“The applicant and the Highmore community have really done a great job to make this a win-win situation for everyone in that community,” said Commissioner Kristie Fiegen. “I greatly appreciate staff and the applicant working together to ensure that we allow for the project, but also provide protection for our citizens.”

PUC gives Crowned Ridge Wind Farm permit to construct

On Tuesday, July 9, the South Dakota Public Utilities Commission approved a permit, with conditions, giving the go-ahead for the construction of the Crowned Ridge Wind Farm in northeastern South Dakota.

Commission members Gary Hanson, Chris Nelson and Kristie Fiegen made their decision at the regular PUC meeting in Pierre.

The Crowned Ridge Wind Farm will cover 53,186 acres in Grant and Codington counties. It will be capable of producing as much as 300 megawatts of energy from up to 130 wind turbines.

The wind farm is owned by Crowned Ridge Wind LLC, a wholly-owned indirect subsidiary of NextEra Energy Resources LLC.

Northern States Power Co., doing business as Xcel Energy, will purchase the energy produced by the wind farm.

Crowned Ridge Wind filed its application with the PUC on Jan. 30, 2019, launching a statutory six-month review period that included a public input hearing in Waverly in March and an evidentiary hearing in Pierre in June.

The 2019 legislature revised the law, extending the review period to nine months for wind energy permit applications filed with the commission after July 1, 2019.

Intervenors participating in the Crowned Ridge Wind docket included Allen Robish and Amber Christenson of Strandburg; Kristi Mogen of Twin Brooks; and Patrick and Melissa Lynch of Watertown.

Among the 46 conditions the PUC placed on the permit are those that address sound levels and shadow flicker experienced by nearby residences, the detection of ice on turbine blades, monitoring of grouse leks within the wind farm area once construction is complete, and funding for the removal of the facilities, known as decommissioning.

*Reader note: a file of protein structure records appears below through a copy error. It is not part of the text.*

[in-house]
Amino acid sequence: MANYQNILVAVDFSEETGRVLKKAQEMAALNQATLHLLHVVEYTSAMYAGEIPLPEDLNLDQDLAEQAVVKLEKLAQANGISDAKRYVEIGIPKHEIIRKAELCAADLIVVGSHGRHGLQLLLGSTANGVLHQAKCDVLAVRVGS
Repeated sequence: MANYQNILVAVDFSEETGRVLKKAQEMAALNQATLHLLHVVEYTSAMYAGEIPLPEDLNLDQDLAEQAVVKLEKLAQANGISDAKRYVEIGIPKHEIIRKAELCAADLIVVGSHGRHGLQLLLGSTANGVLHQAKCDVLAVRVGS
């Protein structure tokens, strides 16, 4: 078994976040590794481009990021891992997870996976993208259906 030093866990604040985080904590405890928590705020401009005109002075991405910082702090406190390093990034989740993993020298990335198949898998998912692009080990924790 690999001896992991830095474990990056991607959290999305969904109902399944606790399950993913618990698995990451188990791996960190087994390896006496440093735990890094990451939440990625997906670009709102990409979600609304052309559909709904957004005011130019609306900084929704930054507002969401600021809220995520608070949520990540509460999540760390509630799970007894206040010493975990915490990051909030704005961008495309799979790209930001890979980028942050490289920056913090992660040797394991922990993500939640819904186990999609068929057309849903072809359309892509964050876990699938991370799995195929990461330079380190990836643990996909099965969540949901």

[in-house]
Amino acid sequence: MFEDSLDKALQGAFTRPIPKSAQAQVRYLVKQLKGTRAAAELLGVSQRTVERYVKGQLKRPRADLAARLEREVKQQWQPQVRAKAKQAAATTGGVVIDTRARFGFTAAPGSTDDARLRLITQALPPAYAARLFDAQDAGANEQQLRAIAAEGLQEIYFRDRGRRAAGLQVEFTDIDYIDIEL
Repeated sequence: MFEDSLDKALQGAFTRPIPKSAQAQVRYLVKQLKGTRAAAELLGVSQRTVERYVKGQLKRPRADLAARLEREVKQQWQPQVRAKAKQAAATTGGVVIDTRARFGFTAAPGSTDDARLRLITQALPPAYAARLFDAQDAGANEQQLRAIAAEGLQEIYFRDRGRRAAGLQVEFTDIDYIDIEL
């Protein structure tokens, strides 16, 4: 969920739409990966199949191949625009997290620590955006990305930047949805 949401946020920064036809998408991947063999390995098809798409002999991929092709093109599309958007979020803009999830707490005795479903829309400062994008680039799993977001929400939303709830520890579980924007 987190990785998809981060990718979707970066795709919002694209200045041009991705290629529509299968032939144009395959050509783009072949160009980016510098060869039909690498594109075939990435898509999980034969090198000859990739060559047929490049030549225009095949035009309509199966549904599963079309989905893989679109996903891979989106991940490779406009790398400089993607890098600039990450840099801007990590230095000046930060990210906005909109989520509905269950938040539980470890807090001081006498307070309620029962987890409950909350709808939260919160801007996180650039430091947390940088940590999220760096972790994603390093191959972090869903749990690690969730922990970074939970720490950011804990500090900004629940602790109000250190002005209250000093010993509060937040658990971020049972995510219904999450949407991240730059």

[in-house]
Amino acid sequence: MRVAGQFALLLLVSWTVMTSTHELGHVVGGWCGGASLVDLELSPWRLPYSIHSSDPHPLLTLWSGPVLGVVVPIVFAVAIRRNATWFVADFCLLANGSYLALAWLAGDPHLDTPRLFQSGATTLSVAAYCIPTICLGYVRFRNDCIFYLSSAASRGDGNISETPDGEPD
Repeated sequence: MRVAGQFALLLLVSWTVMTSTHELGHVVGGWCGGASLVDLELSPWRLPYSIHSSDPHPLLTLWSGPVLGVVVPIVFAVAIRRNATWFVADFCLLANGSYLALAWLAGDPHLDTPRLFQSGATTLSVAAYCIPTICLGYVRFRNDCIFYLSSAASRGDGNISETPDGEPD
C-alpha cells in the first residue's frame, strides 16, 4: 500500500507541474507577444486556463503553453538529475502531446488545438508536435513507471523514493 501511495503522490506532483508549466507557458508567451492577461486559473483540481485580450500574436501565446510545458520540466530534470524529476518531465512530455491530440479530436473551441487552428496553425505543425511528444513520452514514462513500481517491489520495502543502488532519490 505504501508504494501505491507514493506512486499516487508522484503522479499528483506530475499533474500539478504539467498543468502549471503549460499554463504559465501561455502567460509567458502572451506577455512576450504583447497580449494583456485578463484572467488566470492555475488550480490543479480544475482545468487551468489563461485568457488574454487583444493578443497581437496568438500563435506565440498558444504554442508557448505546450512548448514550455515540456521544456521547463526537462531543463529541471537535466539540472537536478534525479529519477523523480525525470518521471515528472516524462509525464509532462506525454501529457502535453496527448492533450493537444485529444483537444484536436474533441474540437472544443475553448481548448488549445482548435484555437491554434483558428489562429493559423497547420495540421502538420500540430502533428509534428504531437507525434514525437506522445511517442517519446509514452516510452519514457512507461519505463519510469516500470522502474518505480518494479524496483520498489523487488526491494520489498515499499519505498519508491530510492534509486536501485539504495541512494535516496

“I truly believe that through the conditions we specified today, we came up with a good product,” stated PUC Chairman Hanson. “We go through this process following the evidence that has been presented and making certain we follow the law. We have to base our decision on evidence, not our feelings,” he said.

“It’s been a grind to get to where we are today,” noted PUC Vice Chairman Nelson. “Having considered all the evidence presented during this process, I believe the applicant has met the burden required in state law to obtain a permit. The operational aspects of this project have to meet the requirements that the PUC and the counties have established,” Nelson said.

Commissioner Fiegen spoke about the commission’s final decision, stating, “Today we have addressed a lot of concerns brought to our attention during the evidentiary hearing and through post-hearing briefs. What we have landed on is a combination that works for the residents of the area, for the applicant and for the state.”

Crowned Ridge Wind estimates the wind farm will cost $400 million and expects it to be completed by 2020. This wind farm is separate from the Crowned Ridge II wind farm for which an application is expected to be filed with the PUC. The commission will have nine months to process that application, pursuant to the new law, which took effect July 1.

The Crowned Ridge Wind Farm docket can be viewed on the PUC’s website at www.puc.sd.gov, Commission Actions, Electric Dockets, 2019 Electric Dockets, EL19-003 – In the Matter of the Application by Crowned Ridge Wind, LLC for a Permit of a Wind Energy Facility in Grant and Codington Counties.